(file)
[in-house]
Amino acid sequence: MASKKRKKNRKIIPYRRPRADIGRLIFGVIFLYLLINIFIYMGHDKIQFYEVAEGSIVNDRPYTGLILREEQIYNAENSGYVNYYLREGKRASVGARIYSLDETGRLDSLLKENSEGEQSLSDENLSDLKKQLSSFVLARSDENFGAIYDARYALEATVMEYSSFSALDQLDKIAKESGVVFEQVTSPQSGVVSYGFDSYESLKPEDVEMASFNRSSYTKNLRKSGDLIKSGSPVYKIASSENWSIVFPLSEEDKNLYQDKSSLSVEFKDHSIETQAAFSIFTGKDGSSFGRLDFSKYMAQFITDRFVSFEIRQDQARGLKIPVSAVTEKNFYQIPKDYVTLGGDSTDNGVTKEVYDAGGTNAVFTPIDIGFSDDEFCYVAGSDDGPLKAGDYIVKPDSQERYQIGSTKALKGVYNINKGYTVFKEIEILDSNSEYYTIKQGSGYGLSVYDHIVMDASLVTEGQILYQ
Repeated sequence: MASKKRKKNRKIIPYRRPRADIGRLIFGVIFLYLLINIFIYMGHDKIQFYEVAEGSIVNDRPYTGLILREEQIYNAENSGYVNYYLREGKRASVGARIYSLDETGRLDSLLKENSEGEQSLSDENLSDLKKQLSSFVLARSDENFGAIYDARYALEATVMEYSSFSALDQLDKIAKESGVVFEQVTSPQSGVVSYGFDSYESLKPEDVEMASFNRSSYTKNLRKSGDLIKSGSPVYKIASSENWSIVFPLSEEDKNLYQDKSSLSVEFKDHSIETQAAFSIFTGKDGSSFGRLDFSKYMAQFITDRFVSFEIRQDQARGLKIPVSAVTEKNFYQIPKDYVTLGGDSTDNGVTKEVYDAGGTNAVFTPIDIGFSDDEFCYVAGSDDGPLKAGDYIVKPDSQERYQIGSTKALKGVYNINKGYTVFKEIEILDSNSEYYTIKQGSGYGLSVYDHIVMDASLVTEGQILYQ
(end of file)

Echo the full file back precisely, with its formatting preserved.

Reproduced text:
[in-house]
Amino acid sequence: MASKKRKKNRKIIPYRRPRADIGRLIFGVIFLYLLINIFIYMGHDKIQFYEVAEGSIVNDRPYTGLILREEQIYNAENSGYVNYYLREGKRASVGARIYSLDETGRLDSLLKENSEGEQSLSDENLSDLKKQLSSFVLARSDENFGAIYDARYALEATVMEYSSFSALDQLDKIAKESGVVFEQVTSPQSGVVSYGFDSYESLKPEDVEMASFNRSSYTKNLRKSGDLIKSGSPVYKIASSENWSIVFPLSEEDKNLYQDKSSLSVEFKDHSIETQAAFSIFTGKDGSSFGRLDFSKYMAQFITDRFVSFEIRQDQARGLKIPVSAVTEKNFYQIPKDYVTLGGDSTDNGVTKEVYDAGGTNAVFTPIDIGFSDDEFCYVAGSDDGPLKAGDYIVKPDSQERYQIGSTKALKGVYNINKGYTVFKEIEILDSNSEYYTIKQGSGYGLSVYDHIVMDASLVTEGQILYQ
Repeated sequence: MASKKRKKNRKIIPYRRPRADIGRLIFGVIFLYLLINIFIYMGHDKIQFYEVAEGSIVNDRPYTGLILREEQIYNAENSGYVNYYLREGKRASVGARIYSLDETGRLDSLLKENSEGEQSLSDENLSDLKKQLSSFVLARSDENFGAIYDARYALEATVMEYSSFSALDQLDKIAKESGVVFEQVTSPQSGVVSYGFDSYESLKPEDVEMASFNRSSYTKNLRKSGDLIKSGSPVYKIASSENWSIVFPLSEEDKNLYQDKSSLSVEFKDHSIETQAAFSIFTGKDGSSFGRLDFSKYMAQFITDRFVSFEIRQDQARGLKIPVSAVTEKNFYQIPKDYVTLGGDSTDNGVTKEVYDAGGTNAVFTPIDIGFSDDEFCYVAGSDDGPLKAGDYIVKPDSQERYQIGSTKALKGVYNINKGYTVFKEIEILDSNSEYYTIKQGSGYGLSVYDHIVMDASLVTEGQILYQ